We describe the research activities of the Exploratory Computer Vision Group at the IBM Thomas J. Watson Research Center; this is a follow-up of the work reported previously.6
The focus of the ongoing work is the development of an experimental vision system for recognition of 3D objects. The thrust of the development of the vision system is to investigate techniques that may lead to a system that scales with the size of the problem; here, by the size of the problem, we mean the complexity of the scene - the number of object in the scene - and, the number of objects in the database - i.e., the number of objects that the system can recognize.
Fusion is a recurring theme in our research. E.g., fusion of evidence about different features extracted from the data; fusion of information obtained at different points in the image; fusion of information extracted from high and low-resolution images. Therefore, rather than focussing on a particular aspect of our work, we present an overview of the work.
In this paper we formalize and implement a model of topological visual navigation in two-dimensional spaces. Unlike much of traditional quantitative visual navigation the emphasis throughout is on the methods and the efficiency of qualitative visual descriptions of objects and environments and on the methods and the efficiency of direction-giving by means of visual landmarks. We formalize three domainsthe world itself the map-maker''s view of it and the navigator''s experience of itand the concepts of custom maps and landmarks. We specify for a simplified navigator (the " level helicopter" ) the several ways in which visual landmarks can be chosen depending on which of several costs (sensor distance or communication) should be minimized. We show that paths minimizing one measure can make others arbitrarily complex the algorithm for selecting the path is based on a form of Dijkstra''s algorithm and therefore automatically generates intelligent navigator overshooting and backtracking. We implement using an armheld camera such a navigator and detail its basic seek-and-adjust behaviors as it follows visual highways (or departs from them) to reach a goal. Seeking is based on topology and adjusting is based on symmetry there are essentially no quantitative measures. We describe under what circumstances its environment is visually difficult and perceptively shadowed and describe how errors in path-following impact landmark selection. Since visual landmark selection and direction-giving are in general NP-complete and rely on the nearly intractable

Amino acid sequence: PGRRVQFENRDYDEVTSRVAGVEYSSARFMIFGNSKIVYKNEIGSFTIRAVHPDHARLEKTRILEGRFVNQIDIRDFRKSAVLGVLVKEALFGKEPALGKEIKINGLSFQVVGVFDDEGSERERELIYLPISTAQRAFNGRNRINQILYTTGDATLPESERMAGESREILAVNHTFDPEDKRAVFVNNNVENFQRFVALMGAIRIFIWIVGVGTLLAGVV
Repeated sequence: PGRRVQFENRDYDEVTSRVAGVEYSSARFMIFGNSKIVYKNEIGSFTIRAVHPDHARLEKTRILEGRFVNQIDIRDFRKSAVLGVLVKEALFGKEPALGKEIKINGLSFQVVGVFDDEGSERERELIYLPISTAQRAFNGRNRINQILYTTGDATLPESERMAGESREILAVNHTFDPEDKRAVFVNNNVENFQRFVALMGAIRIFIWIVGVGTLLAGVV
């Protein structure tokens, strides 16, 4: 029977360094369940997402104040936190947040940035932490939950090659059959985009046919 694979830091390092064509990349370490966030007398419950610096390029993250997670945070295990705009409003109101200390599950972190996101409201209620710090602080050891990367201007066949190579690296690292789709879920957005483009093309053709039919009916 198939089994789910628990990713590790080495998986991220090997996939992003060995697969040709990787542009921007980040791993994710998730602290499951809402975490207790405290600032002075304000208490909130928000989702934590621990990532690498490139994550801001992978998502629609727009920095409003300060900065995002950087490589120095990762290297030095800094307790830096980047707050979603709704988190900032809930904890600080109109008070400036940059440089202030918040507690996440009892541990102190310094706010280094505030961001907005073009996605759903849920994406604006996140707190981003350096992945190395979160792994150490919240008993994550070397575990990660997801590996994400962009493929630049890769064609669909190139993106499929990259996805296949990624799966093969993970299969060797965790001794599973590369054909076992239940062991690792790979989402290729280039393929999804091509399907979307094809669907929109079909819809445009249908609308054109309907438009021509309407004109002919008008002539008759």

Conference Committee Involvement (5)
Multimedia Content Access: Algorithms and Systems IV
21 January 2010 | San Jose, California, United States
Multimedia Content Access: Algorithms and Systems III
21 January 2009 | San Jose, California, United States
Multimedia Content Access: Algorithms and Systems II
30 January 2008 | San Jose, California, United States
Multimedia Content Access: Algorithms and Systems
31 January 2007 | San Jose, CA, United States
Multimedia Content Analysis, Management, and Retrieval 2006
18 January 2006 | San Jose, California, United States